It's usually only possible to see the spot where a laser lands rather than its path, but now an ultrafast camera has caught those photons mid-flight
New micro-satellite technology is enabling satellite Internet services that could reach billions of new users.Providing Internet access from orbiting satellites—a concept that seemed to have died with the excesses of the dot-com boom—has returned thanks to SpaceX founder (and dot-com billionaire) Elon Musk.
A recent sharp drop in new Ebola infections in West Africa is prompting scientists to wonder whether the virus may be silently immunizing some people at the same time as brutally killing their neighbors.
Microsoft has figured out a way to make your phone automatically go silent at the movie theater. The new patented system is called "inconspicuous mode."
Sheriffs want Google to turn off the app feature that alerts drivers to police locations, fearing it could aid would-be cop killers
Aging pipes are leading to a massive loss of revenue and adding to greenhouse gas emissions
The hobbyist model drone that crashed on the White House lawn Monday was too small to be detected by a radar. Bill Plante reports on new questions being raised about White House security.
Think you've seen big rings in our own solar system? Not even close.
Boeing's first unmanned test flight is scheduled for 2016
A rare large asteroid zipped very close to Earth Monday morning. NPR's Robert Siegel talks to Paul Chodas, head of the Jet Propulsion Laboratory's Near-Earth Object program, about the "close call."
A team of Indian physicists has made a mathematical model that purports to explain why ants don't have traffic jams. NPR's Joe Palca explains as part of his series, Joe's Big Idea.
Scorched planets tightly circle an 11.2-billion-year-old star relatively close to Earth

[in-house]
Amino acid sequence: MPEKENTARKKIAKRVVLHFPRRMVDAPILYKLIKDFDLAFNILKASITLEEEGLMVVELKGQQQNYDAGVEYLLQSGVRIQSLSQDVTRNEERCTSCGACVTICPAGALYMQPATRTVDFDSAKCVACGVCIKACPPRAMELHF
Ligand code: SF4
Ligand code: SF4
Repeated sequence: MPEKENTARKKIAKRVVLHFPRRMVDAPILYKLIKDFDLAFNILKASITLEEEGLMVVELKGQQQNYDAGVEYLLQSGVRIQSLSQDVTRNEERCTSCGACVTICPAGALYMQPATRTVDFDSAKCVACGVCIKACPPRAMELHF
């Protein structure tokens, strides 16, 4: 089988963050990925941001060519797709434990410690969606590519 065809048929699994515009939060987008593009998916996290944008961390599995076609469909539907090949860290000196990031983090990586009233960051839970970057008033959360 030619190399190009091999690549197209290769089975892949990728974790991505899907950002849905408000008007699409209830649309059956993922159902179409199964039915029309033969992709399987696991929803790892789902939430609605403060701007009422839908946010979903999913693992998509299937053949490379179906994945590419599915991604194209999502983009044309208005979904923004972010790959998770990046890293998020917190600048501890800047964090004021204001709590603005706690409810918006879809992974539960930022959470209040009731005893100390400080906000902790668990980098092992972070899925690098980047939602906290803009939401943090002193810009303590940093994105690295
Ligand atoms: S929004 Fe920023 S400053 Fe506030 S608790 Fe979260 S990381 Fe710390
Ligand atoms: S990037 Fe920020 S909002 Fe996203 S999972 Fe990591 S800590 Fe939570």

But adding small amounts of land to already protected areas could help save the island's biodiversity
Five Disneyland workers have been diagnosed with illness
Ah, motherhood. I don’t know anything about it, but I heard there’s a lot of, like, sacrifice and stuff. Not only do you have to bring the brat into the world, but then you have to feed it for at least 18 years or you get in big trouble. That’s a lot of pressure.
On a fall morning in 2009, a team of three young physicists huddled around a computer screen in a small office overlooking Broadway in New York. They were dressed for success—even the graduate student’s shirt had buttons—and a bottle of champagne was at the ready.
It’s three in the morning in South Africa, in the middle of winter. Temperatures have dropped to just …
The first batch of a vaccine against Ebola is on its way to Liberia and trials are expected to start soon.
A jellyfish tagging study reveals the creatures' ability to swim against the current when forming their submarine swarms, say researchers.
A drug that protected mice three days after exposure to radiation could buy more time for survivors of a nuclear disaster
Light is the fastest thing around, but shaped beams travel slower than expected, even in a vacuum. No need to throw your physics textbooks out yet though
Crowdsourced loans and peer-to-peer lending are cutting banks out of the mortgage market – and this is just the start
Size isn't everything. When many male mice mate with the same females, their descendants evolve testes that can produce more sperm
A new molten salt nuclear reactor design could make nuclear power safer and more economical.A new take on an old reactor design could make nuclear power cleaner and safer, and therefore more competitive with fossil fuels.
NASA spacecraft almost to Pluto, starts snapping pictures Sunday: Smile for the camera!
Google executive chairman Eric Schmidt has a jarring prediction for the future of the Internet.
It may be following a strategy that doesn't necessarily hinge on making money directly from wireless service
The disease which has killed more than 8,000 people in the past year may be the number one threat to great apes in Africa
To find terrain that simulates the moon's surface, the only Japanese team vying for the Google Lunar XPrize knew just where to go
Along the seashore, harmful blooms caused by an organism called Sea Sparkle choke ecosystems but look positively enchanting